From Alchemy to Chemistry:
Five Hundred Years of Rare and Interesting Books

University of Illinois at Urbana-Champaign
Rare Book Room Exhibit

VOLTA, ALESSANDRO (1745 - 1827) [CONFIGLIACHI, PIETRO (1777 - 1844)]. L'identità del Fluido Elettrico. 1814.

Alessandro Volta is best known for his invention of the "Voltaic pile," which was the first electrical battery. The definitive pile, consisting of pairs of silver and zinc disks separated by pieces of moist cardboard, was first made public by Volta in 1800. His discovery was prompted when, in 1791, Luigi Galvani, professor of anatomy at the University of Bologna, published his now famous study of the excitation of disembodied frog legs when touched by metals. He explained the jerking as the direct result of the discharge of a "animal electricity" which accumulated in the muscle. When Volta learned of Galvani's experiments he dismissed them as "unbelievable" and "miraculous." By November 1792, after countless experiments, Volta had confirmed the observation, but concluded that all galvanic excitations arose from external electrical stimulation. Volta suggested that the electricity came not from animal power but from the contact between the metal and unobserved impurities in it. For the next ten years, Volta and the Galvanists fought a spirited battle, a battle which Volta eventually won. His last memoir on the subject, a lengthy review of his reasons for equating galvanic and common electricity, was submitted under the name of a student in a prize competition announced in 1805 by the SocietÓ Italiana delle Scienze as follows: "Explain with clarity and dignity, and without offending anyone, the question of galvanism disputed by our worthy members Giovanni Aldini and Alessandro Volta." Volta's memoir was printed in 1814 by his student and successor Pietro Configliachi. The copy of L'identità del Fluido Elettrico on display was presented by Configliachi to Humphry Davy, who called the Voltaic battery "an alarm-bell to experimenters in every part of Europe."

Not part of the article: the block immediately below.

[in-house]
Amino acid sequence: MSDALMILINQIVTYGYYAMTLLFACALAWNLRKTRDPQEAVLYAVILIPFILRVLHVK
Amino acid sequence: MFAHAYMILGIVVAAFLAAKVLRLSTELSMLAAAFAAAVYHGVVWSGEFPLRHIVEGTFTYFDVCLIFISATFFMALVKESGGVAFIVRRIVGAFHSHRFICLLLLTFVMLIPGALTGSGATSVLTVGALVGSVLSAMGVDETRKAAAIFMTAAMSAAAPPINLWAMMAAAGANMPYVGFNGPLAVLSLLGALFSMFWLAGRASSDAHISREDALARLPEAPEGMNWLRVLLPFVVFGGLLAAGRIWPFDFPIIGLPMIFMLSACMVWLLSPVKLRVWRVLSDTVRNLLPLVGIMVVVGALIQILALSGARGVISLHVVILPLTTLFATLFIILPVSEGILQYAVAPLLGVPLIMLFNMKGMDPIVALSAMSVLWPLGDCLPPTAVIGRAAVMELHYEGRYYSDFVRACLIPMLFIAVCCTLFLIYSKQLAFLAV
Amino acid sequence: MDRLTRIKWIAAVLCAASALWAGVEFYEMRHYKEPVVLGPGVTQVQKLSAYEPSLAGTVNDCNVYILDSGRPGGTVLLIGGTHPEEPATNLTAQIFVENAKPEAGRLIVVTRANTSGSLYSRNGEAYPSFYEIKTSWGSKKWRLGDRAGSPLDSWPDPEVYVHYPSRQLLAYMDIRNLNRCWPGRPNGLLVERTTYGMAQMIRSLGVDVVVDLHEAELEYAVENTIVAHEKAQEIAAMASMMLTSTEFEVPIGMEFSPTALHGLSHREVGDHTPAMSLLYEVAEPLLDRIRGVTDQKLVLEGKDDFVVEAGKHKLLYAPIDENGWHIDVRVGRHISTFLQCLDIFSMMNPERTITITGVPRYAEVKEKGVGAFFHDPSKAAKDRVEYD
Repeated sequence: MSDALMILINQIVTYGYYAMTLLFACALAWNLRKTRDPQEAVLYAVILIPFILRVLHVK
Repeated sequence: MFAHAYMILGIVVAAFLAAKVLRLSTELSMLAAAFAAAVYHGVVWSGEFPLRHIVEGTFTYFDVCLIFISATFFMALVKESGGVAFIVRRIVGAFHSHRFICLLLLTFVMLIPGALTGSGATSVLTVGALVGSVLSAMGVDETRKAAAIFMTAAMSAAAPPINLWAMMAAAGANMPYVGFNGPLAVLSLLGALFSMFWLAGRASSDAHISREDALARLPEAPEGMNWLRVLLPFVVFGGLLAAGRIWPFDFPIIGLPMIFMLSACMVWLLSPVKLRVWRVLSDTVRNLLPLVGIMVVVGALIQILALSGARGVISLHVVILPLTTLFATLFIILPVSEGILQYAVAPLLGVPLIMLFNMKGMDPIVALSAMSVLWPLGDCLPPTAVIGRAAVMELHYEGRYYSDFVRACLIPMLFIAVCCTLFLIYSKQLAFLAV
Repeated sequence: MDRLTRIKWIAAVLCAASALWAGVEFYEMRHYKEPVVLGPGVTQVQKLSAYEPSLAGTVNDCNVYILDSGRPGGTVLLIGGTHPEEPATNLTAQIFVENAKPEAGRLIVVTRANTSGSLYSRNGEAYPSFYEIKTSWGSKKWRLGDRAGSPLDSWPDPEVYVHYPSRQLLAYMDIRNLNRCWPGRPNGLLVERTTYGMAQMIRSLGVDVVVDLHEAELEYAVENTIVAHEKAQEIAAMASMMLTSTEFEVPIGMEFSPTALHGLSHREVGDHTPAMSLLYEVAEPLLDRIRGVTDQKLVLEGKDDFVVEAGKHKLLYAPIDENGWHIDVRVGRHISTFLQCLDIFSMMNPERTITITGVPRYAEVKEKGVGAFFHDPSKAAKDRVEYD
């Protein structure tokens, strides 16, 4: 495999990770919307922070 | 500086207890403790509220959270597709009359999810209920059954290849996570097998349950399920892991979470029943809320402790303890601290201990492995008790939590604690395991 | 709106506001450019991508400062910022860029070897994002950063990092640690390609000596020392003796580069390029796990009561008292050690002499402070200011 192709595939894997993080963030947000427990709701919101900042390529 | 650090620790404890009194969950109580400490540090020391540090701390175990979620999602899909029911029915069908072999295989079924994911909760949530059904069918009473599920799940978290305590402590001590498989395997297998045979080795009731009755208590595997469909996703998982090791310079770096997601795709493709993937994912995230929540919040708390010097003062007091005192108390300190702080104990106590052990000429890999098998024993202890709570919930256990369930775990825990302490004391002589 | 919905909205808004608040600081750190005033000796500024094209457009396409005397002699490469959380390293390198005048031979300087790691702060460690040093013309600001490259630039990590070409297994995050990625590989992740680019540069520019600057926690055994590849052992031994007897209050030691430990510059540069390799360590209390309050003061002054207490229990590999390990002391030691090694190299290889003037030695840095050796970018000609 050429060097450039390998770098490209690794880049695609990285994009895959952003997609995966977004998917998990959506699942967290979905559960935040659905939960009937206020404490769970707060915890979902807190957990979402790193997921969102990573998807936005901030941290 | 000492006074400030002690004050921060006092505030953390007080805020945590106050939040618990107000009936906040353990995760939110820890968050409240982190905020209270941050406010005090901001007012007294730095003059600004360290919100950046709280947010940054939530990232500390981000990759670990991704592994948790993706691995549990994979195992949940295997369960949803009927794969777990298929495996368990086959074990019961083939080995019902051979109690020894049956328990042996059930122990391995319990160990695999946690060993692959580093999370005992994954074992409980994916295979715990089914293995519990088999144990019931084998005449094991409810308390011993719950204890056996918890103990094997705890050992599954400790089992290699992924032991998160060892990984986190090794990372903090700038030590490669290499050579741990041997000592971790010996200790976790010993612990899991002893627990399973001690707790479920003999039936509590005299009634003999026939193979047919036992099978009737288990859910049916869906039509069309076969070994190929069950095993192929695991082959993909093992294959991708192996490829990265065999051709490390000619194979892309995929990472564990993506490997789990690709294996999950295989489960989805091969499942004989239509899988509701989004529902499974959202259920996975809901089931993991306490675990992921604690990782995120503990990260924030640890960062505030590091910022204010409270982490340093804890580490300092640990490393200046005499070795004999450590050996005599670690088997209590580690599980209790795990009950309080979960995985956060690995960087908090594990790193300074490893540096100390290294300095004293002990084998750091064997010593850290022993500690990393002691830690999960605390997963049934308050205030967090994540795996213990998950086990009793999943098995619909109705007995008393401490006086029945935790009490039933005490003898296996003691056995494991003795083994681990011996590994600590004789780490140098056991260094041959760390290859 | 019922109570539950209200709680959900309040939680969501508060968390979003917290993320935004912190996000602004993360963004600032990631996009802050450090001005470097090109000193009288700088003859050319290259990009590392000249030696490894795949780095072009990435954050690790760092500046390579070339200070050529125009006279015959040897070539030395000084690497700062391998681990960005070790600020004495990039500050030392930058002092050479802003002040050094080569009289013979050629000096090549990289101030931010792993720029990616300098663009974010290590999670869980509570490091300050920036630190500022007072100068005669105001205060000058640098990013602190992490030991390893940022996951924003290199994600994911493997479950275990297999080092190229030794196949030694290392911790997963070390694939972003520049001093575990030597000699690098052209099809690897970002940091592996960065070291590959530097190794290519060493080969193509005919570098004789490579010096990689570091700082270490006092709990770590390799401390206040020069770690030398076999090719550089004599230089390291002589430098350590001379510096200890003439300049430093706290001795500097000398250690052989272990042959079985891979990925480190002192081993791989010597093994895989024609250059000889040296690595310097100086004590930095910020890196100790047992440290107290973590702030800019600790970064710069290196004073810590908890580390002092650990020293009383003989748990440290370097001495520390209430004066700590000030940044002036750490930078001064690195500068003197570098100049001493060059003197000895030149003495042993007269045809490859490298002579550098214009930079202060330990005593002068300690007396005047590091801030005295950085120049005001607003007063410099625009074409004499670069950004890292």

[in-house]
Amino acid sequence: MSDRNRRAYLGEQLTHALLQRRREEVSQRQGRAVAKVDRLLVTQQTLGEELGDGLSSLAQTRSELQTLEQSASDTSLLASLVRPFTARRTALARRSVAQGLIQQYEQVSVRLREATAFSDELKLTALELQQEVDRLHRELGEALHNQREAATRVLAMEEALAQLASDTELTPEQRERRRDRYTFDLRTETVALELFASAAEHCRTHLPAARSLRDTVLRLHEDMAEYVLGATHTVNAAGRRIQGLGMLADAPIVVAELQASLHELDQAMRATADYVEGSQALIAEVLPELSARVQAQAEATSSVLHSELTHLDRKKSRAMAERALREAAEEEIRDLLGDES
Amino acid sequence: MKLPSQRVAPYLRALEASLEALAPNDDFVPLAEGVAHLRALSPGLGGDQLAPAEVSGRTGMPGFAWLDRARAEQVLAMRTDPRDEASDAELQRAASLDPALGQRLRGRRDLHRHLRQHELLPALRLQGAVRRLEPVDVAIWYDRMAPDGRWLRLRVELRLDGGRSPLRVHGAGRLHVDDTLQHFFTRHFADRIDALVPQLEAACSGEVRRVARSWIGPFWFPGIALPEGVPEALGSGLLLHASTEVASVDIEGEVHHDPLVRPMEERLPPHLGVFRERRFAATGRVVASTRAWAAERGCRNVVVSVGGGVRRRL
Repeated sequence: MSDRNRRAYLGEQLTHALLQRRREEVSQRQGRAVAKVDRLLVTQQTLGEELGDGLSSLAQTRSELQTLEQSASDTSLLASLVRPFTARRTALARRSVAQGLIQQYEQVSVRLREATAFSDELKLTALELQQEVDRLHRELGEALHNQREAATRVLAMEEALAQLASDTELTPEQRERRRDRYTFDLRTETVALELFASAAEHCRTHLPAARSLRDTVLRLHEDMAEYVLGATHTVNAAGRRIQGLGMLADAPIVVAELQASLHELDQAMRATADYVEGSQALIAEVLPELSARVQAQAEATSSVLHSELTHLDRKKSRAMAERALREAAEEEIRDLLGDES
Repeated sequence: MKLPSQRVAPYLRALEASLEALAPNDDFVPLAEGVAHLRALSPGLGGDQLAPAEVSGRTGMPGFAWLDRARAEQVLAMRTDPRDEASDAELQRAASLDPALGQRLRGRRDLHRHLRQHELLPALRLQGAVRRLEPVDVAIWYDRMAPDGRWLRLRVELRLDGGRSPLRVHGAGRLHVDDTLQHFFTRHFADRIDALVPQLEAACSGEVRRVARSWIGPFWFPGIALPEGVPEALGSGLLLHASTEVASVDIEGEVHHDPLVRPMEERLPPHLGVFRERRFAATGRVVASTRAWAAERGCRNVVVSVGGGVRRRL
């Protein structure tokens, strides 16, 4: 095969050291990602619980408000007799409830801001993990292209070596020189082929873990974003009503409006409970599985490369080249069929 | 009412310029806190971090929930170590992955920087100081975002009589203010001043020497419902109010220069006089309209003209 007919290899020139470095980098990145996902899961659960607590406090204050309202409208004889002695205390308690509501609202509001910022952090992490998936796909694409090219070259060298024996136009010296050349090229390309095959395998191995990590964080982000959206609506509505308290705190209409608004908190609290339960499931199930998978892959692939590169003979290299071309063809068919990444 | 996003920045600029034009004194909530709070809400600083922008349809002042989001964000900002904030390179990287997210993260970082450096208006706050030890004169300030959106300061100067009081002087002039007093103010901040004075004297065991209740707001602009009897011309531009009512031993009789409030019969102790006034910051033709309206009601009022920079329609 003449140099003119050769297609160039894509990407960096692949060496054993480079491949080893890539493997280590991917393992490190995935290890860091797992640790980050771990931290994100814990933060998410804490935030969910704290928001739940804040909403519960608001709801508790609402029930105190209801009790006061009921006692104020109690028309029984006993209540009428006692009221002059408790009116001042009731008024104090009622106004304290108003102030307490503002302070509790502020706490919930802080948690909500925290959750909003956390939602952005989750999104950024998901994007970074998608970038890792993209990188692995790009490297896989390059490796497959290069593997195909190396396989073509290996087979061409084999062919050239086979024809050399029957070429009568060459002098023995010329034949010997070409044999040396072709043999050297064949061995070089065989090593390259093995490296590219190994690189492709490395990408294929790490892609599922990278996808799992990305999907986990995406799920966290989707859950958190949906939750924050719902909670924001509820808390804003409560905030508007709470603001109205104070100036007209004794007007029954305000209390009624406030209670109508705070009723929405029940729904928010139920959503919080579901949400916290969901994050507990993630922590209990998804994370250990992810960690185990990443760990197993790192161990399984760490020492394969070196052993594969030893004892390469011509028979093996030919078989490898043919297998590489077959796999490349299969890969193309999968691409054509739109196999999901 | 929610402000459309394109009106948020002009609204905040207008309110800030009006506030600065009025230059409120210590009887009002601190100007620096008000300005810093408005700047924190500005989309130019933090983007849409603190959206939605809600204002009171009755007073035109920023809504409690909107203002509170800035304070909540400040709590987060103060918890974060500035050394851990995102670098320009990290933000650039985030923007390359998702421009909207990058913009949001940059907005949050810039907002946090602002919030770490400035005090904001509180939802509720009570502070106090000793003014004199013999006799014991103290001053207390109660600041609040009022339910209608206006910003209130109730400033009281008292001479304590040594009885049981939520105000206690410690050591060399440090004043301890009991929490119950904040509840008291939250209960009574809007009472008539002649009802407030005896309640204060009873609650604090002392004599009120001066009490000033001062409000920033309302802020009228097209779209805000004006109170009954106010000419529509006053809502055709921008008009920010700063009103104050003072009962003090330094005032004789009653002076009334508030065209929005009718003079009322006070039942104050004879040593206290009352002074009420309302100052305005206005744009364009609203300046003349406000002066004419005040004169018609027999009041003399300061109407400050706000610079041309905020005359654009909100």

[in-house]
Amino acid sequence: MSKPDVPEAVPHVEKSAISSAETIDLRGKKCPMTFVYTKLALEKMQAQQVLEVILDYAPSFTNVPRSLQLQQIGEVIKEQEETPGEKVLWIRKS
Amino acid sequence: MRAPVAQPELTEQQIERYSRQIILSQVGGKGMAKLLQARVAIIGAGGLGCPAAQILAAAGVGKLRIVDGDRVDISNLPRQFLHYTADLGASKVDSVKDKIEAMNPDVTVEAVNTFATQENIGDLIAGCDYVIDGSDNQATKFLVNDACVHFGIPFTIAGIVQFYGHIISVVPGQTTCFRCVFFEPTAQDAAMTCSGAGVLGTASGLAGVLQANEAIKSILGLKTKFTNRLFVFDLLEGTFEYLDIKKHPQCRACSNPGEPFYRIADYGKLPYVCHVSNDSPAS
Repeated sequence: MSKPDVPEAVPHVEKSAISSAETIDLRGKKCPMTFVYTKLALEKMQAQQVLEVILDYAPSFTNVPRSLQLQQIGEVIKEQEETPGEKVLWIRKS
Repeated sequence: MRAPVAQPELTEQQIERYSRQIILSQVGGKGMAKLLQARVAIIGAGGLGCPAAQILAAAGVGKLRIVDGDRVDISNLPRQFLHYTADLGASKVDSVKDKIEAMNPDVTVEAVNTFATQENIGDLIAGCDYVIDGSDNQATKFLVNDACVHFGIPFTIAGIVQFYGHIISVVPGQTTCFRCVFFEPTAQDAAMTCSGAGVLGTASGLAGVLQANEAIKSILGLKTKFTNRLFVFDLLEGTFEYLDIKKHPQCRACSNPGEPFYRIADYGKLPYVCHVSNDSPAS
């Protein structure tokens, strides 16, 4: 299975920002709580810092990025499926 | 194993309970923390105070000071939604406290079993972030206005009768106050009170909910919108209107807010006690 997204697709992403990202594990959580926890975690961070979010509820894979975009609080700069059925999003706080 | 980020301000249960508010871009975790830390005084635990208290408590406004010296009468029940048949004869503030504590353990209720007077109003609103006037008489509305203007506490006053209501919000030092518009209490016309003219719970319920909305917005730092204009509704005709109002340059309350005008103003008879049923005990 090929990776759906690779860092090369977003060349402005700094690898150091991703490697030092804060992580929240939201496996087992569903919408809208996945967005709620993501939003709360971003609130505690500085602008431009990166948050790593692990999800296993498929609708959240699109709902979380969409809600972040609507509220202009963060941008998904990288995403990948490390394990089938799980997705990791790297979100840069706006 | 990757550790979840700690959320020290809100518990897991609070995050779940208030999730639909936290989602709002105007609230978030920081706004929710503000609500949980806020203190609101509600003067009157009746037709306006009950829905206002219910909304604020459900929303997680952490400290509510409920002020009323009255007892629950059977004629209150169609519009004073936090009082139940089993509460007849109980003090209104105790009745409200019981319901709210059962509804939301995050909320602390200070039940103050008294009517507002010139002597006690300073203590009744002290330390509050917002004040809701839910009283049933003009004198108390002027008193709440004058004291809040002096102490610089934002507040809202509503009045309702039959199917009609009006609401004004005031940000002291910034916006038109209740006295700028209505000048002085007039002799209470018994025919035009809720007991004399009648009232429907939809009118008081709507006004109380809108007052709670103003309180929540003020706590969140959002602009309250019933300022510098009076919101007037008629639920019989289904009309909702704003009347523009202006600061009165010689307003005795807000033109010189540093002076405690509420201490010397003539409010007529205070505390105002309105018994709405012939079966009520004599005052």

DSB; Partington IV, pp5-17.

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